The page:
“If I had a flower for every time I thought of you…I could walk through my garden forever.” ― Alfred Tennyson
Valentine’s just went by and swiped some good coin for florists all over the world. I always thought that flowers were a bit trivial and honestly speaking, I was glad to be so wrong. It’s one of my biggest mistakes to date and this year’s Valentine’s was the time and venue to make amends. Just seeing the face of my future wife light up with surprise as I handed her the followers, while my friends and I serenaded her, was priceless.
It’s true that Valentine’s need not be all about giving presents to show a loved one how special he or she is and that you can easily do something romantic without breaking your bank. But it’s always good to show how you feel even if you’re just being converted into a full-time romantic.
Flowers are a great way to start with that. You can just pick flowers from your garden or at a park (provided that it’s allowed and if not, don’t do it you scoundrel.) It’s a simple gesture but it goes a long way. And not to mention, a simple pop of color from a budding tulip can easily brighten anyone’s day! Just take a hint from these floral beauties from our community members.
It’s easy to connect the idea of love with flowers. After all, romantics often use “flowery” words to express what they feel. And I don’t have any qualms with that. Add beauty and romance to your life with flowers as well as put a smile on the face of your loved ones even if Valentine’s is already over.
I’m still trying to get flowers for my mother, after all she’s the first woman in my life. You, too can catch up with the flower thing and don’t limit yourself to just Valentine’s!
I have always loved the idea of seeing my photos on stone and other natural materials. So, a few months ago, I began googling how it could be done. This is how I discovered (and fell in love with) liquid emulsion. Liquid emulsion is photographic emulsion which you can melt down and paint on any surface. You can then expose an image and develop it using traditional darkroom chemicals. In this article, I would like to explain the process a little, so that if you are also interested in giving this fun process a go, you can!
You won't believe what we have in store for you with the launch of our newest mystery product. What a crazy idea, they thought. It can't be done, they said. But at Lomography, we know that there's a first time for everything. So we've decided to travel back in time and have a quick look at some of the unbelievable ‘firsts’ of photographic history. Could these milestones have anything to do with our mystery product?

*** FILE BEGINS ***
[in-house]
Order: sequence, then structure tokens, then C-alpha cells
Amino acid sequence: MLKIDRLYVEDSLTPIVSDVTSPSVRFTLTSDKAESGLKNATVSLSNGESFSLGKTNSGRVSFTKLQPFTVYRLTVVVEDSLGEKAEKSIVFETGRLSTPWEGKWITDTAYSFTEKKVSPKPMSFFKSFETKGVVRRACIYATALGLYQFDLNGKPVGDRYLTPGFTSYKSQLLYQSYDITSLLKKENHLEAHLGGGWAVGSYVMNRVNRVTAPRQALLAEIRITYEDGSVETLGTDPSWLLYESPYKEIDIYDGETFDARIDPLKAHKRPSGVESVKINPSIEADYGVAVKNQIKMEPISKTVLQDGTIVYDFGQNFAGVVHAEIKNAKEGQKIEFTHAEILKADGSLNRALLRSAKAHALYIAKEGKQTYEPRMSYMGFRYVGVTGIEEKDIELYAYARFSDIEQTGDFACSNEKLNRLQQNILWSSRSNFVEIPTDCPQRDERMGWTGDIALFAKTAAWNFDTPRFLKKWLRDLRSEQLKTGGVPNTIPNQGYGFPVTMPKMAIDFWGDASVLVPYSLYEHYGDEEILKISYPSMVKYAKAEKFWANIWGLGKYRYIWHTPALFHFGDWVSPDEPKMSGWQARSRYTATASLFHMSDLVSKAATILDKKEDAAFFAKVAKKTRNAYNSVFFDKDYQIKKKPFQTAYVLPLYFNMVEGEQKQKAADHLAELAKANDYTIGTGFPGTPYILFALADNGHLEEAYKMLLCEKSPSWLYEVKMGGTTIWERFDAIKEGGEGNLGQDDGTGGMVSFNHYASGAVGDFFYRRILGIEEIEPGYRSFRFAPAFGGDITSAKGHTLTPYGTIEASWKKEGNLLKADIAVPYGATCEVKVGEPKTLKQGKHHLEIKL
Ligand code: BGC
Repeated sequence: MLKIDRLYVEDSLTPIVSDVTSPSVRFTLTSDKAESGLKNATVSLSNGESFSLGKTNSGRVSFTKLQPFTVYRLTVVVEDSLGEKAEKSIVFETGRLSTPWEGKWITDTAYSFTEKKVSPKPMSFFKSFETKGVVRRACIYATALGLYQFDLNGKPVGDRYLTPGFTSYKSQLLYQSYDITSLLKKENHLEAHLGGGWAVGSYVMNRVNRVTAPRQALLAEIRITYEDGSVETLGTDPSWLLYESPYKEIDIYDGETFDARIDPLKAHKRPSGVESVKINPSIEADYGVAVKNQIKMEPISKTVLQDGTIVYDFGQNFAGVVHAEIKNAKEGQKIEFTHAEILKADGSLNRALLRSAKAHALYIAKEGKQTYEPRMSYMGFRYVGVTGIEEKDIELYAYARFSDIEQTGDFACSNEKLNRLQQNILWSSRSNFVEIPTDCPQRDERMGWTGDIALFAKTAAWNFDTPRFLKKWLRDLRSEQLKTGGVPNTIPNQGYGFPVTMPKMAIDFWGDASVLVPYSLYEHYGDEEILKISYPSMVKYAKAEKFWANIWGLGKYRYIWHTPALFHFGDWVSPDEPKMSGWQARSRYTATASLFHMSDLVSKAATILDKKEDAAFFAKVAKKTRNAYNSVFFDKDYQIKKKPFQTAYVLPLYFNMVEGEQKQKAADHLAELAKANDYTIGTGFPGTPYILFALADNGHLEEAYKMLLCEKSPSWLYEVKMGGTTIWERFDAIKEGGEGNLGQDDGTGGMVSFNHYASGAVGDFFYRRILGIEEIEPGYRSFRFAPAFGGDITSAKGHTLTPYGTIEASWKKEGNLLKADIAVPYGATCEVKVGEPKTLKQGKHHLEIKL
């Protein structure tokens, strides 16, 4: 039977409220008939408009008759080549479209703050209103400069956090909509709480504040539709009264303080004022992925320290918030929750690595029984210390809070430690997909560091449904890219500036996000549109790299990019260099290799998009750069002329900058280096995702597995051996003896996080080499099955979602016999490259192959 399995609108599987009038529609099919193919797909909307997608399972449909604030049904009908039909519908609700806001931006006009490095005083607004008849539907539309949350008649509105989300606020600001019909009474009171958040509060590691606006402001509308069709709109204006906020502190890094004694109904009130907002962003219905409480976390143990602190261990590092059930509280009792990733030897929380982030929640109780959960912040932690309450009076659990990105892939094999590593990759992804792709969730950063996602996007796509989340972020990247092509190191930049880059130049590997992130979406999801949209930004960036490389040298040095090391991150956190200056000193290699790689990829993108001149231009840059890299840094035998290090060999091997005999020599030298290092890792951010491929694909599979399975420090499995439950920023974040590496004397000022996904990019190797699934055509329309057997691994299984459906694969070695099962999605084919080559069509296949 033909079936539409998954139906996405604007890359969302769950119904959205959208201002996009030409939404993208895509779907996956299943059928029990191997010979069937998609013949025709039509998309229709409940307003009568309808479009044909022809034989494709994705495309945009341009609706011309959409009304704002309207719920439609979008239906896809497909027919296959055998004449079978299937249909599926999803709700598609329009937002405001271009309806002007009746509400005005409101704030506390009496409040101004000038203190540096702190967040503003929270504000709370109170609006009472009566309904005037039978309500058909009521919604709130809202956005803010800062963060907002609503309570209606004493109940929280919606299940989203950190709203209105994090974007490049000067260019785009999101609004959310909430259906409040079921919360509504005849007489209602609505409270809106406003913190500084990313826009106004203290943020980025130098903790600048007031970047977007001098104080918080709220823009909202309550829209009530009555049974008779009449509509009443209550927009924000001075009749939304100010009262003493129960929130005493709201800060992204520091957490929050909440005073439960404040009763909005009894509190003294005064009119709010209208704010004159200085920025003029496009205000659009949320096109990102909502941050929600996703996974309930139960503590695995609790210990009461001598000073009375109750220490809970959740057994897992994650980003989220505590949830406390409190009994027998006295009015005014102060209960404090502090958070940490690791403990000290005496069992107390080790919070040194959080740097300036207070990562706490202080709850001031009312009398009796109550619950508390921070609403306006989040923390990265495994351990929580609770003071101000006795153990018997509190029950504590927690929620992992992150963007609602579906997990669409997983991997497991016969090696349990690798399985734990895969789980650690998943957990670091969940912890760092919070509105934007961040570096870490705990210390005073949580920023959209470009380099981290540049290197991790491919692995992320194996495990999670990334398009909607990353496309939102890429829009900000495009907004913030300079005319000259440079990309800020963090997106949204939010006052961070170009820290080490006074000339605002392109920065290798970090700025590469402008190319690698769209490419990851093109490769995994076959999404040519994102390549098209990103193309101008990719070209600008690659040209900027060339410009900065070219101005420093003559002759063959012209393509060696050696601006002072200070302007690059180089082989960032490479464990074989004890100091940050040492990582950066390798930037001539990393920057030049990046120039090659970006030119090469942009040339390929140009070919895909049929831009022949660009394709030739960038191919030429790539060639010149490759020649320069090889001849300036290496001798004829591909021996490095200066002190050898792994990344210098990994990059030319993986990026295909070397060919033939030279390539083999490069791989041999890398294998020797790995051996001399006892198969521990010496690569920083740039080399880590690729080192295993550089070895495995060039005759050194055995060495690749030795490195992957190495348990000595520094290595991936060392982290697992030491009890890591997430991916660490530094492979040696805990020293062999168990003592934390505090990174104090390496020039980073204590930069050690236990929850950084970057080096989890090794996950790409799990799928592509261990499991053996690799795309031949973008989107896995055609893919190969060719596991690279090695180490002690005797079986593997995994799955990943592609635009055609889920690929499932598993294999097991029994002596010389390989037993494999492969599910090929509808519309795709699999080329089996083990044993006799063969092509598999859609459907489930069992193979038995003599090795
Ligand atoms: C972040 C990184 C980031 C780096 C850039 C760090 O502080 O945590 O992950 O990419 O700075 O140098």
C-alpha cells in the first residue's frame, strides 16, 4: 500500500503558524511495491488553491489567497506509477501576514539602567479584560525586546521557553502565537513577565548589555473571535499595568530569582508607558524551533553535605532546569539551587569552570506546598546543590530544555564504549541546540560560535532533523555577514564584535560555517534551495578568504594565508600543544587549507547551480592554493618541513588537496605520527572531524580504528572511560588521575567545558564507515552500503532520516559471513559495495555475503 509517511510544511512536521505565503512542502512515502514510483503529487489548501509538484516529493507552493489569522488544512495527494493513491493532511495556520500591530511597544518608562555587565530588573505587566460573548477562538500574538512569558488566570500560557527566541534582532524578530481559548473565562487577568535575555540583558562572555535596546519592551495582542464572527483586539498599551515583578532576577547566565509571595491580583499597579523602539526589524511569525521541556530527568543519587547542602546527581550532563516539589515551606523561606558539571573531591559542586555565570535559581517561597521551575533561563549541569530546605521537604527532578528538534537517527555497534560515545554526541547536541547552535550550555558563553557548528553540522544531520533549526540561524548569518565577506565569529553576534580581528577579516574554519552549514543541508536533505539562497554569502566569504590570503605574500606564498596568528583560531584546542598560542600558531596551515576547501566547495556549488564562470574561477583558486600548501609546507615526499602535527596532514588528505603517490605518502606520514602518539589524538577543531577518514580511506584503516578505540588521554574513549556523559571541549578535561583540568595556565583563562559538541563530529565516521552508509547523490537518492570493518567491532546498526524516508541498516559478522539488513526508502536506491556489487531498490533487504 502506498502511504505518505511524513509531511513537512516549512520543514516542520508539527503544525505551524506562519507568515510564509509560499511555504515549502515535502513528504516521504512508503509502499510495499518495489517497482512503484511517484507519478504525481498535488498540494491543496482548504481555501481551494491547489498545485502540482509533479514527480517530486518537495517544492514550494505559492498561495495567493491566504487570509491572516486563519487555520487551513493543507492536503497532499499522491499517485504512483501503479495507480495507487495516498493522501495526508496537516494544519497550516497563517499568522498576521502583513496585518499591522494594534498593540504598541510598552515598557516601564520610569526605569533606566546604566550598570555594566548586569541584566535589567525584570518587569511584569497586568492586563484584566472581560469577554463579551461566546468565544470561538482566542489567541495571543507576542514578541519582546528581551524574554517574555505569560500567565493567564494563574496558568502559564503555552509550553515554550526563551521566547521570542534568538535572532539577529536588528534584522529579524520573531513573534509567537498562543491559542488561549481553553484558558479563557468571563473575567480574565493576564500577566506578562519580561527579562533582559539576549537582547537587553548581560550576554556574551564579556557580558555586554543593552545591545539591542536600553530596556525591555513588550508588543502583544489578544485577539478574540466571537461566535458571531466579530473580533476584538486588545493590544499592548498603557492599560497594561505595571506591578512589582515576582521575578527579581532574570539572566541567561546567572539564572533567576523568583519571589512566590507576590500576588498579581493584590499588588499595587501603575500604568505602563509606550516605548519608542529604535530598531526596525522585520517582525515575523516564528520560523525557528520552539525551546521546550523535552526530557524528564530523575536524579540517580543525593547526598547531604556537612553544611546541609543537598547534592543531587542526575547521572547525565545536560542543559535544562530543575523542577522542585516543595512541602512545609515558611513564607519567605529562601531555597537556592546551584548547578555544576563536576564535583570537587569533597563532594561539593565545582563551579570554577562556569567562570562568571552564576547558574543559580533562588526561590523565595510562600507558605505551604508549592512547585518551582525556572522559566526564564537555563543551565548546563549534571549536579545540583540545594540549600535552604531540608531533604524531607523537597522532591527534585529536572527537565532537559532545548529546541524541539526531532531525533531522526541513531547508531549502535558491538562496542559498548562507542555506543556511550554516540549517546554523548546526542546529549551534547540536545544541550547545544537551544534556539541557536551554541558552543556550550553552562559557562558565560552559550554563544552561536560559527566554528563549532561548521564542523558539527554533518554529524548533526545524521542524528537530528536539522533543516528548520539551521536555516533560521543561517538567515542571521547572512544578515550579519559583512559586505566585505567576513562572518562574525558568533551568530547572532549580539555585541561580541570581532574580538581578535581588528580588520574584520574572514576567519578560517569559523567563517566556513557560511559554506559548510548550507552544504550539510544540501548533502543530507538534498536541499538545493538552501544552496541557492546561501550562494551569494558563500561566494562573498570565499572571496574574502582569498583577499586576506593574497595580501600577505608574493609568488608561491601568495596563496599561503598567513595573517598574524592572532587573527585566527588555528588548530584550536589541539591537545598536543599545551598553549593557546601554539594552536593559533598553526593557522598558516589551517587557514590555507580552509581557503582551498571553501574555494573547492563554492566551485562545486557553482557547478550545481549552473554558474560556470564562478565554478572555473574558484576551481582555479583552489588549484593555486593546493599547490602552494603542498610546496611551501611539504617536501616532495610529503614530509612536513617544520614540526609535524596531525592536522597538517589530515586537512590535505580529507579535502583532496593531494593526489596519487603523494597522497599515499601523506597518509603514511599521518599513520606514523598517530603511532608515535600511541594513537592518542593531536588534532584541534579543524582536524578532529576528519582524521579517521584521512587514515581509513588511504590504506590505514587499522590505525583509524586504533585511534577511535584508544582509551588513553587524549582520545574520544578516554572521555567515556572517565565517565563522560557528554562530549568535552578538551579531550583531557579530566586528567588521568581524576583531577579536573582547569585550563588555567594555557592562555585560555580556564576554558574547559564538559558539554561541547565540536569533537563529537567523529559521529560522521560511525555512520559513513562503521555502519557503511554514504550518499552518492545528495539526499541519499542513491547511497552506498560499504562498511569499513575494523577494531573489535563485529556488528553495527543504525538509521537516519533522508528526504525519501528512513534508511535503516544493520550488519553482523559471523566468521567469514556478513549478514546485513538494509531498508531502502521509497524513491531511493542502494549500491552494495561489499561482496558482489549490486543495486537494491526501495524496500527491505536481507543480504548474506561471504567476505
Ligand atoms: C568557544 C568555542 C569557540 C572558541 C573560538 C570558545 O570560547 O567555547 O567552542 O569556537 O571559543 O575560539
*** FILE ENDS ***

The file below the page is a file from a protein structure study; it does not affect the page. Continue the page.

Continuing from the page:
What do you do when you don't have much time in a city like New York but you want to see everything, feel the vibe and be part of the community, even for a short time? Jump on a bike and enjoy what trains, buses and cabs can never give you: be part of the city. Take a camera with you to capture the moments and sights you don't want to forget. I did this with my LC-A 120 and LomoChrome Purple film.
Growing up in a small town in the middle of California, Kayla Varley knew she wanted to see more of the world, and explore it through her photography. Ever since she was a child, photography was a creative escape to a whole different world. A world where moments are being captured forever.
There are many possible reasons for taking pictures. It could be to document an event, to capture breathtaking scenery, to preserve a fond memory, or simply, to have a snapshot of someone close to your heart. Whatever the reason, there's almost always a story behind a picture, no matter how significant or trivial it may be. And for lomographers, nothing beats the feeling of having that story unfold in your hand, in the form of a print. If you want a quick keepsake from that treasured moment or a snapshot of that special someone though, you can have it instantly, through Lomo'Instant Stories!
I traveled to Cartagena de Indias, Colombia in May 2015 with my twin sister. Our birthday was on the 31st, and for the last few years we've had a silent pact to try to spend our birthdays traveling as much as we could (and as long as we’re single!).
Everything I had fit into eight boxes and two suitcases. That’s all I had collected in my 22 years on earth, eight boxes and two suitcases. My friends and I moved to Brooklyn in the dead of winter, just after a huge snowstorm. I came from California and had no real experience living in snow. All of it was magical to me.
I have been constantly returning to the Sahara, and my last visit was the fifth in a row. Every visit was full of excitement and surprises. I feel like this place has become my second home. This year, I decided to travel there for a fortnight.
We're thrilled to present our new Kickstarter project—the New Lomography Daguerreotype Achromat 2.9/64 Art Lens! Inspired by the bold brass design of the world's first photographic optic, the Daguerreotype Achromat Art Lens is a versatile tool seeking the great return of dreamy imagery.
My 2015 resolution is to do 12 photography projects, one for every month. In July, I tried freelensing or unscrewing the lens from my SLR and holding it in front of the camera body. By tilting the lens slightly I was able to change the focus. For this experiment, I used my Konstruktor and Olympus OM-1.
It had been five years since my last visit to the Côte d'Azur in France. During this period, I took to film photography again. And so for my return, I was looking forward to capturing, with my handy film cameras, some of that special light and blue sea that had drawn so many artists to the Riviera.
Browsing through the Lomography website, you can find a lot of redscale shots, which are all done on color negative films. I asked myself if it’s possible to redscale a slide or chrome film and then cross process it. (And yes, it is.) In this tipster I’m going to teach you how to create the bloodiest homemade redscale film I've ever come across.